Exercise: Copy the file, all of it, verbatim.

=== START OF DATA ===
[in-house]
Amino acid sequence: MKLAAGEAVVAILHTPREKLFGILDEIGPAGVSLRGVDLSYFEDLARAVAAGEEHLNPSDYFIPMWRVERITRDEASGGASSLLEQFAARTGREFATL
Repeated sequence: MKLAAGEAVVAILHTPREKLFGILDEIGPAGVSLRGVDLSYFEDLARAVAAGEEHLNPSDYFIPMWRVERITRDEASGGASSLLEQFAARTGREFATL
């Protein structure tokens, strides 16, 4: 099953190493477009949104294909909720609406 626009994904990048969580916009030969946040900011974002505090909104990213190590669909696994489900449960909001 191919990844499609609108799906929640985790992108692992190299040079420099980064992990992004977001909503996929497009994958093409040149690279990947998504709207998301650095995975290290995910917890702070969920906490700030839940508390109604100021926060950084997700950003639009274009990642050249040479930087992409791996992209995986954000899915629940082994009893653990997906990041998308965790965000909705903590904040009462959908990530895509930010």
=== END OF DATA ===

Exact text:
[in-house]
Amino acid sequence: MKLAAGEAVVAILHTPREKLFGILDEIGPAGVSLRGVDLSYFEDLARAVAAGEEHLNPSDYFIPMWRVERITRDEASGGASSLLEQFAARTGREFATL
Repeated sequence: MKLAAGEAVVAILHTPREKLFGILDEIGPAGVSLRGVDLSYFEDLARAVAAGEEHLNPSDYFIPMWRVERITRDEASGGASSLLEQFAARTGREFATL
């Protein structure tokens, strides 16, 4: 099953190493477009949104294909909720609406 626009994904990048969580916009030969946040900011974002505090909104990213190590669909696994489900449960909001 191919990844499609609108799906929640985790992108692992190299040079420099980064992990992004977001909503996929497009994958093409040149690279990947998504709207998301650095995975290290995910917890702070969920906490700030839940508390109604100021926060950084997700950003639009274009990642050249040479930087992409791996992209995986954000899915629940082994009893653990997906990041998308965790965000909705903590904040009462959908990530895509930010």